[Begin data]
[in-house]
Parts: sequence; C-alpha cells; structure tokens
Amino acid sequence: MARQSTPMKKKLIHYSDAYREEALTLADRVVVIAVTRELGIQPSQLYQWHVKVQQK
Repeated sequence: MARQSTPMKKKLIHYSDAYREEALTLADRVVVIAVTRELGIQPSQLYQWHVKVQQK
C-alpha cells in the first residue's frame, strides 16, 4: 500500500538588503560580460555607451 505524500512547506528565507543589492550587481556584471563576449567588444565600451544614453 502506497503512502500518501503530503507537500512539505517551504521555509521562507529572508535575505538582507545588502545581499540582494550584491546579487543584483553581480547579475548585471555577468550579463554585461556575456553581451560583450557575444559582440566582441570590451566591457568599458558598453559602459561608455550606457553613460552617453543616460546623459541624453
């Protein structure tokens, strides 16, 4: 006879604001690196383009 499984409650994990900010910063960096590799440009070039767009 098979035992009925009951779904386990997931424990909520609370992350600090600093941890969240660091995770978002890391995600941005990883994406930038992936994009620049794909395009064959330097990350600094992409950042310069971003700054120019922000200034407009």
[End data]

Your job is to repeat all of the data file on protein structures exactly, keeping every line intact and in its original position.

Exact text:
[in-house]
Parts: sequence; C-alpha cells; structure tokens
Amino acid sequence: MARQSTPMKKKLIHYSDAYREEALTLADRVVVIAVTRELGIQPSQLYQWHVKVQQK
Repeated sequence: MARQSTPMKKKLIHYSDAYREEALTLADRVVVIAVTRELGIQPSQLYQWHVKVQQK
C-alpha cells in the first residue's frame, strides 16, 4: 500500500538588503560580460555607451 505524500512547506528565507543589492550587481556584471563576449567588444565600451544614453 502506497503512502500518501503530503507537500512539505517551504521555509521562507529572508535575505538582507545588502545581499540582494550584491546579487543584483553581480547579475548585471555577468550579463554585461556575456553581451560583450557575444559582440566582441570590451566591457568599458558598453559602459561608455550606457553613460552617453543616460546623459541624453
């Protein structure tokens, strides 16, 4: 006879604001690196383009 499984409650994990900010910063960096590799440009070039767009 098979035992009925009951779904386990997931424990909520609370992350600090600093941890969240660091995770978002890391995600941005990883994406930038992936994009620049794909395009064959330097990350600094992409950042310069971003700054120019922000200034407009």